2. What if your date beats you to wherever you're meeting and he/she sees you lycra-clad? Are you prepared for that? Will that just lead to an awkward conversation about your weird bikey lifestyle?

3. If you need to flee your date for some reason (I don't really know what reason would precipitate this, but let's assume this happens), would you be so out of habit in riding in regular people clothes that you can't make a quick getaway? If you have to change back into your bikey clothes, won't that slow you down?

4. I don't really have a 4. Honestly, 1 through 3 aren't that great either, so I might just retreat back to my original answer of "wear what you want." But maybe ride to your date in your date clothes? That doesn't seem to onerous, right? And maybe slightly less complicated? 

Anyway. No commute to work today, but I did ride to coffee and then from coffee to a different coffee shop from which now I write. Next up, I think coffee maybe. Oh, also between coffee shops, I rode to a different coffee shop (in an alley), but that place HAD NO BIKE PARKING and so I didn't stay there. Get bike parking, coffee shop in the alley! This isn't very complicated.


Rides 8/4: Yams in a can

When does your new route become your normal route? Is it 3 rides? A week? A month? Does a habit become a habit retroactively from the time you started it and not much later on, when you finally realize that it's what you've been consistently doing for the recent, but not just immediate, past? These are the kinds of things you can think about when you ride down the National Mall and up the Rock Creek Trail. I guess the mind can wander when you're not overly consumed by needing to avoid cars and their drivers. Lots of runners though. And cyclists today too. More than yesterday and Friday, and I guess that makes sense since summer weekends in DC have a way of stretching out longer than streetcar estimated delivery schedules. (zing)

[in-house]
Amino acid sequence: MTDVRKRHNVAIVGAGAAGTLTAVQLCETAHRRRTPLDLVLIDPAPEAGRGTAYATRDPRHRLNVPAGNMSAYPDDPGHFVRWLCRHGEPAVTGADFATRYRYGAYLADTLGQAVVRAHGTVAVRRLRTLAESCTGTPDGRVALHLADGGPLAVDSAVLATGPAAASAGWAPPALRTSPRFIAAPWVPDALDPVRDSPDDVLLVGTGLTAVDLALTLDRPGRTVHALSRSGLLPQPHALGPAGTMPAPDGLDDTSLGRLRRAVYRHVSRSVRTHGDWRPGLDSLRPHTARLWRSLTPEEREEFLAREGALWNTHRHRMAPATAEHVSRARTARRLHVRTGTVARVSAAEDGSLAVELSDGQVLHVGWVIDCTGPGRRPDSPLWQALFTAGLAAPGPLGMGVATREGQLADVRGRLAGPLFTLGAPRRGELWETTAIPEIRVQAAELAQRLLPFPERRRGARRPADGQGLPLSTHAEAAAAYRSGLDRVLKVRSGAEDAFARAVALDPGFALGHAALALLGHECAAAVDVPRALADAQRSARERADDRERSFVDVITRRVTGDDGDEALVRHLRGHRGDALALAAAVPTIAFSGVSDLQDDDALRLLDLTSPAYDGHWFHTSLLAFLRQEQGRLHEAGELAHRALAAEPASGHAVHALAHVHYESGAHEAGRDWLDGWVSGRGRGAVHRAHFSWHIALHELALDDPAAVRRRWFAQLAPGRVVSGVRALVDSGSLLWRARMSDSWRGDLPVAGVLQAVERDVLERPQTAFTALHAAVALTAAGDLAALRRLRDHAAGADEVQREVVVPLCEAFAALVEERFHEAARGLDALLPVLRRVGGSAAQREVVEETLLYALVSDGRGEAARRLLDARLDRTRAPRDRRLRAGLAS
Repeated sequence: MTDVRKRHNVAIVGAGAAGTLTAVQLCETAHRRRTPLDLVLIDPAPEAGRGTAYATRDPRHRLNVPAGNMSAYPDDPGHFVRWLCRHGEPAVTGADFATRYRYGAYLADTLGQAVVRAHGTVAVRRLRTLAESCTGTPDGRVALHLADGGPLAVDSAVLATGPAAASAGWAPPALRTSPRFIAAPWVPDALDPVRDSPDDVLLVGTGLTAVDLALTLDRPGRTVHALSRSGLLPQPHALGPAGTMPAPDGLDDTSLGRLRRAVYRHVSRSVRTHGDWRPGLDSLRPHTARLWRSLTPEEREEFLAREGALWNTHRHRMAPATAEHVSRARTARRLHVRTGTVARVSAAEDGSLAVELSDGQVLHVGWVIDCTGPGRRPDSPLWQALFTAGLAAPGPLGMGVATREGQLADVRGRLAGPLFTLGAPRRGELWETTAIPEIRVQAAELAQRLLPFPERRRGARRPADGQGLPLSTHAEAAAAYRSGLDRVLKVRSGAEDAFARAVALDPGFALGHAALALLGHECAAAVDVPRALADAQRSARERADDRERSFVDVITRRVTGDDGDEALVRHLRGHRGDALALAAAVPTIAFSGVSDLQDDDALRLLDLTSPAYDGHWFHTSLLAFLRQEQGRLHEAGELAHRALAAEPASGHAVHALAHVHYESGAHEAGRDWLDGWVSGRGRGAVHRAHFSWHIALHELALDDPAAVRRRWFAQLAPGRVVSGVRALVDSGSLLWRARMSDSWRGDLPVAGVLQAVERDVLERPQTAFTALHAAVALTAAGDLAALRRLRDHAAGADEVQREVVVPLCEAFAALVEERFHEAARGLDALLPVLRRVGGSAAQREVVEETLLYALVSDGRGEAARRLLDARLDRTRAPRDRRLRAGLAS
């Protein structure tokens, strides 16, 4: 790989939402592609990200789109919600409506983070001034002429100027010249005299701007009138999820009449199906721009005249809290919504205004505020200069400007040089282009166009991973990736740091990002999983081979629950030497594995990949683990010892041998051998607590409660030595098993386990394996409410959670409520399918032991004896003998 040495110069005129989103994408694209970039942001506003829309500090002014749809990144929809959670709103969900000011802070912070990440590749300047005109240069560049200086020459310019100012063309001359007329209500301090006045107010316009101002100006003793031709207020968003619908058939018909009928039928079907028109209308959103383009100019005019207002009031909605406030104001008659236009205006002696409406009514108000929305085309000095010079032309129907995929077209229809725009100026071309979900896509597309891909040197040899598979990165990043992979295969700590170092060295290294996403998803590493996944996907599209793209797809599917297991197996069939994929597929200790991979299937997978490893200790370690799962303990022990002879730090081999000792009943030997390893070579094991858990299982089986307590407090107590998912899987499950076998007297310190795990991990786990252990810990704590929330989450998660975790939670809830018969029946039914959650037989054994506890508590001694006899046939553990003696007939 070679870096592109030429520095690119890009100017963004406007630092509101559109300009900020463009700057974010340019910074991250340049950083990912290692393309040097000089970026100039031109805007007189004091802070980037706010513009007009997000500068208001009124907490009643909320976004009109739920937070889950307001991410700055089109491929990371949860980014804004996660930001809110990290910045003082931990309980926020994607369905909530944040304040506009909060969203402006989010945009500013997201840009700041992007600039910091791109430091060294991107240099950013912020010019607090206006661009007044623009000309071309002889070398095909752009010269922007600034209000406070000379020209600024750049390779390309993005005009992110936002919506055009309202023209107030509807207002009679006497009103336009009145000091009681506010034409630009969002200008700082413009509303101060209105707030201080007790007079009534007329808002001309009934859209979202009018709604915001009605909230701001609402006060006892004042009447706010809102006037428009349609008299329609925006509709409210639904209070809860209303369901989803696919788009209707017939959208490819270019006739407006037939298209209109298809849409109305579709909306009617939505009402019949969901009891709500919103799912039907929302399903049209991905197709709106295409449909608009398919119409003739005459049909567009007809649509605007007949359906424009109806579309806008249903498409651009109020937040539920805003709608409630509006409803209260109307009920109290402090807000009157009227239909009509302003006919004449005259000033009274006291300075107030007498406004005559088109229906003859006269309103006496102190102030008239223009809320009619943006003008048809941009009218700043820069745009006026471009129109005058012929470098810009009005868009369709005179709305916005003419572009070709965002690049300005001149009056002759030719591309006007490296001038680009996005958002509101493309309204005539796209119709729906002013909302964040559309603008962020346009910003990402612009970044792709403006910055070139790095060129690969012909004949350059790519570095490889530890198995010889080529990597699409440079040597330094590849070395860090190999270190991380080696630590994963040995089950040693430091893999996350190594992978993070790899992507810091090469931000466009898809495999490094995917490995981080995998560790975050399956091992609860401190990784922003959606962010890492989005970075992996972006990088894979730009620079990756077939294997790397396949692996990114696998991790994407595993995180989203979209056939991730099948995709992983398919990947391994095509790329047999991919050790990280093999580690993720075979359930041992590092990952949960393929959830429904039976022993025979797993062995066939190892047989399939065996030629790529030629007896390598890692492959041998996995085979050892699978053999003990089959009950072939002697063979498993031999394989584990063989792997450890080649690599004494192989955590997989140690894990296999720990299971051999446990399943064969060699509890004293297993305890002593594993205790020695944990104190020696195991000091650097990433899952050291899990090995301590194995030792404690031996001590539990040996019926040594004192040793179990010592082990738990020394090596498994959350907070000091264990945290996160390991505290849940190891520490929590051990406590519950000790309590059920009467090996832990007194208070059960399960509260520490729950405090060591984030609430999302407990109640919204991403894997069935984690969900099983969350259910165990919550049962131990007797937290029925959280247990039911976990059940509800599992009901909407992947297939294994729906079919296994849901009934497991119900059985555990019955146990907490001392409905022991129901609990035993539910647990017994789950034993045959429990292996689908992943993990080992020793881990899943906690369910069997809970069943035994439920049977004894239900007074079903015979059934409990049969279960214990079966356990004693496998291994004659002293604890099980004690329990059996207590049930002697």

Washington Harbour, as seen from next to the Kennedy Center, looks like what someone from the 80s thought 2014 would look like. I always think "what a fancy spaceport!" It is not a fancy spaceport. It's barely a fancy seaport. 

I didn't get off the trail by Calvert and crossed the Parkway and then rode past the zoo on a part of the trail I'm not sure I've ever taken. In one of the zoo parking lots, a Coca Cola delivery van was being unloaded. Don't the pandas know it's bad for their teeth? I can't tell you the last time I went to the National Zoo, but I can tell you that I saw a sign that indicated you can't bike through there. Personally, I think that's a huge missed opportunity because if it's anything the zoo needs more of, it's MAMILS. 

There's a street called Porter and it's one of the few that leaves the park up and to the west. The hill discourages. I made it to Connecticut Avenue and was granted a rest to catch my breath at a red light. Like many of the other state avenues, CT through and around Cleveland Park could be turned into a less hostile street. But cars. 

I followed Porter up the next batch of hills to Wisconsin and then over to work via Nebraska. There was one superbiker I saw and one guy in street clothes on a Surly LHT who was tall and thin and might have said "yee haw" and he passed me. 

Ride home was nothing jazzy. Lots of cyclists on L. A bunch more on 15th, including a little kid with a baseball bat in his backpack. Regarding bike-borne athletic equipment, yoga mats are nearly ubiquitous, then tennis rackets, and I've seen at least two guys biking with golf bags full of clubs, a woman yesterday with a badminton racket and two shuttlecocks, and now, one kid with a baseball bat. Never seen anyone with a hockey stick or a jai alai cesta. Not yet at least.